Welcome to Dead Drop number 15, your look at what's happening in the worlds of computer security, and digital freedom. As always, all sources links mentioned are below.
InterContinental Hotels Group recently found malware on the payment card system at over 1000 of their hotels in the US, and believe customer credit cards, and other sensitive data was likely stolen.
A new phishing attack has been found which takes advantage of how browsers display unicode characters for URLs. This kind of thing is usually used when translating characters of foreign languages, but can also be used to make realistic looking URLs. Chrome and Firefox have already issued patches, so update now if you haven't already.
Researchers at Zscaler found that a 4 year old app on the Google Play Store which pretends to be a system update for android is actually malware, and worse still, since 2014, it estimated to have been downloaded by millions of users.
Mastercard unveiled their next generation credit cards, which now come with a built in fingerprint sensor. Instead of inputting a pin number, the user simply touches the card. They're aiming for rollout by the end of this year. What could possibly go wrong?
Darren from Hak5 uploaded an interesting video recently, showing you how to do things like sniffing certain information like names and room numbers from hotel wifi traffic.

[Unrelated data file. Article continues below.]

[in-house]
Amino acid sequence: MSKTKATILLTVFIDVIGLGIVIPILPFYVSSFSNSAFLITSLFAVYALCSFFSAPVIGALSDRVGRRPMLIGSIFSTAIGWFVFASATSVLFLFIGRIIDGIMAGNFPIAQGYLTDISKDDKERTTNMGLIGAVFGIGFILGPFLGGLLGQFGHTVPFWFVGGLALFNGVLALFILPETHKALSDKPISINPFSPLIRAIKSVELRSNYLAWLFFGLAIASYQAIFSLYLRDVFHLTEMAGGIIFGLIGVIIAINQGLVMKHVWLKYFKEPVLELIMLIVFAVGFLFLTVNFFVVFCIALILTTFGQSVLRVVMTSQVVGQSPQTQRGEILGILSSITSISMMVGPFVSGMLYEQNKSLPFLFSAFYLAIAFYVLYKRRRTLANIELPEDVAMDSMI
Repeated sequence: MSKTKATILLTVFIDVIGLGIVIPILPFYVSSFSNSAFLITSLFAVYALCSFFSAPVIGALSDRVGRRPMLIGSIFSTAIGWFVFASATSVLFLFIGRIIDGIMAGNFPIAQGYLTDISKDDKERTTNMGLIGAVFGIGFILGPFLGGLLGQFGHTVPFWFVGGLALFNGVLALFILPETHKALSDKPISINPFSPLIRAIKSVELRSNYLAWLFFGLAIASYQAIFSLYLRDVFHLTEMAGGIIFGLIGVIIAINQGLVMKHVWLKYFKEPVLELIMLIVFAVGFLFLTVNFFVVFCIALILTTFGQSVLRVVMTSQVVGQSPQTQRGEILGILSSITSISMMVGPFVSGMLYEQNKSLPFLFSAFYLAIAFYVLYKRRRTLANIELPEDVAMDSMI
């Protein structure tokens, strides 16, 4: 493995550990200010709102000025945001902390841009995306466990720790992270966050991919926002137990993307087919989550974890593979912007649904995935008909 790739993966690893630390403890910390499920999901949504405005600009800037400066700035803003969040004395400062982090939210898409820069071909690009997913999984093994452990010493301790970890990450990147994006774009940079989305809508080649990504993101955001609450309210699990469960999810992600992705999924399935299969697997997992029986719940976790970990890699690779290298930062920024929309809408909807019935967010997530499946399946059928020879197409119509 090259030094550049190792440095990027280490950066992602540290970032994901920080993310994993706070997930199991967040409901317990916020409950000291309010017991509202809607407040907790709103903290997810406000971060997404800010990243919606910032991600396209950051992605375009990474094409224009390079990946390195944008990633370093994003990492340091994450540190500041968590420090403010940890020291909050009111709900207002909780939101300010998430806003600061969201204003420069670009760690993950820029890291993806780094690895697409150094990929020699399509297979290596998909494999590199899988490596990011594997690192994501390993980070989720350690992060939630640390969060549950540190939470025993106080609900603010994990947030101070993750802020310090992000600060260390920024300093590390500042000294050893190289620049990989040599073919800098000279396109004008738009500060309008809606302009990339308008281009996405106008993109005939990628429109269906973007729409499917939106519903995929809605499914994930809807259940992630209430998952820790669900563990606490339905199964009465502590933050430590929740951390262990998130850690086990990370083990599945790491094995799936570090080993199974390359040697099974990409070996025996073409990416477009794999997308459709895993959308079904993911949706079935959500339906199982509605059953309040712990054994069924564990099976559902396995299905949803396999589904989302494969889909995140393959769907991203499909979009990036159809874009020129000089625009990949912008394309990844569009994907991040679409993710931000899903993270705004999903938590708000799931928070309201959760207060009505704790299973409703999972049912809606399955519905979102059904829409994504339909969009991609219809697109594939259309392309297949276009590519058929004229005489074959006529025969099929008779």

Something interesting is happening in the world of Internet of Things malware. A new malware, which appears to have been created by a white hat has been released into the wild, and is directly battling with the mirai botnet.
This new malware, dubbed Hajime, has no destructive qualities, and automatically blocks off things like telnet access so other malware cannot connect.
The EFF recently released a report on the various problems with how students are often given Chromebooks by their schools, and in the process, have no choice but to use Google services, and have all their private data automatically collected.
Engineer Robert Fisk has created USG, a hardware firewall for your USB ports. This little thing can apparently protect against BadUSB, and other malicious firmware attacks. Full details on the github page, as well as instructions on how to make your own.
Researchers at EPFL in Switzerland have found a weakness in AI image recognition systems which can reguarly fool them. When a certain pattern is embedded into an image, it confuses the AI, and is unable to successfully identify the visual content.
This week Pirate Bay co-founder Peter Sunde launched Njalla, a service which offers apparently full anonymity when purchasing domain names.
Instead of the users buying the domains, this service buys it for them, and grants full usage rights to the user. Customers can also pay using Bitcoin.
Two great mini documentaries this week from the FreeThink youtube channel.
The first follows an exiled Ethiopian journalist who is teaching other activists and journalists from his home country how to use encryption.
The next video follows artist Heather Dewey-Hagborg, and her quest to teach people about DNA surveillance, and how we often don't think of all the ways we leave different DNA markers everywhere.
Alright, that's it for this week. Let me know what you thought of this episode, and what you want to see more of. Thanks for watching.